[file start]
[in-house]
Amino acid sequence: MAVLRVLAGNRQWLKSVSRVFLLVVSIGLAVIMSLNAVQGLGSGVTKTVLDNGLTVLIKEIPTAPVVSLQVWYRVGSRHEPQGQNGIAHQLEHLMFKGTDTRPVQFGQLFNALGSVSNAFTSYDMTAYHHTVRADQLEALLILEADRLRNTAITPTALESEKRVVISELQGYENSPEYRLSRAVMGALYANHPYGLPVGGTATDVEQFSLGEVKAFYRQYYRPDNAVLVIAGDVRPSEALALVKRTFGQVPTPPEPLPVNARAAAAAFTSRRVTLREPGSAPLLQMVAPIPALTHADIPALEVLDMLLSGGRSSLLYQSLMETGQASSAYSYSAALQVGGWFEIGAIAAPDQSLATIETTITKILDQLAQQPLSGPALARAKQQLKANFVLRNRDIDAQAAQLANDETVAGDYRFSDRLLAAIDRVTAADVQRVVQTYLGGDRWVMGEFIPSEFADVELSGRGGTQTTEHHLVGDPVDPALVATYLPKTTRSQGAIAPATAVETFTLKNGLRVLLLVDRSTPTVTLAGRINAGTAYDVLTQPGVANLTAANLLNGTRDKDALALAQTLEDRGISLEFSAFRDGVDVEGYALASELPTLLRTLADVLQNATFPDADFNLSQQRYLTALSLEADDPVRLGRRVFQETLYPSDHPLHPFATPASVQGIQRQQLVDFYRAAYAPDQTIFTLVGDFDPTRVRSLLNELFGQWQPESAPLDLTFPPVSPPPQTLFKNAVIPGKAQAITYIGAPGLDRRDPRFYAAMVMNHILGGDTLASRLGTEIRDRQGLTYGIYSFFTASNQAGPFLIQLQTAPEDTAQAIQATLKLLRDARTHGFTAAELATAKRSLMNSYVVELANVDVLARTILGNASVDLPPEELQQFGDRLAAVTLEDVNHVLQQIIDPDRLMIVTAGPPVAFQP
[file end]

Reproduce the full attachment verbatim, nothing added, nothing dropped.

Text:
[in-house]
Amino acid sequence: MAVLRVLAGNRQWLKSVSRVFLLVVSIGLAVIMSLNAVQGLGSGVTKTVLDNGLTVLIKEIPTAPVVSLQVWYRVGSRHEPQGQNGIAHQLEHLMFKGTDTRPVQFGQLFNALGSVSNAFTSYDMTAYHHTVRADQLEALLILEADRLRNTAITPTALESEKRVVISELQGYENSPEYRLSRAVMGALYANHPYGLPVGGTATDVEQFSLGEVKAFYRQYYRPDNAVLVIAGDVRPSEALALVKRTFGQVPTPPEPLPVNARAAAAAFTSRRVTLREPGSAPLLQMVAPIPALTHADIPALEVLDMLLSGGRSSLLYQSLMETGQASSAYSYSAALQVGGWFEIGAIAAPDQSLATIETTITKILDQLAQQPLSGPALARAKQQLKANFVLRNRDIDAQAAQLANDETVAGDYRFSDRLLAAIDRVTAADVQRVVQTYLGGDRWVMGEFIPSEFADVELSGRGGTQTTEHHLVGDPVDPALVATYLPKTTRSQGAIAPATAVETFTLKNGLRVLLLVDRSTPTVTLAGRINAGTAYDVLTQPGVANLTAANLLNGTRDKDALALAQTLEDRGISLEFSAFRDGVDVEGYALASELPTLLRTLADVLQNATFPDADFNLSQQRYLTALSLEADDPVRLGRRVFQETLYPSDHPLHPFATPASVQGIQRQQLVDFYRAAYAPDQTIFTLVGDFDPTRVRSLLNELFGQWQPESAPLDLTFPPVSPPPQTLFKNAVIPGKAQAITYIGAPGLDRRDPRFYAAMVMNHILGGDTLASRLGTEIRDRQGLTYGIYSFFTASNQAGPFLIQLQTAPEDTAQAIQATLKLLRDARTHGFTAAELATAKRSLMNSYVVELANVDVLARTILGNASVDLPPEELQQFGDRLAAVTLEDVNHVLQQIIDPDRLMIVTAGPPVAFQP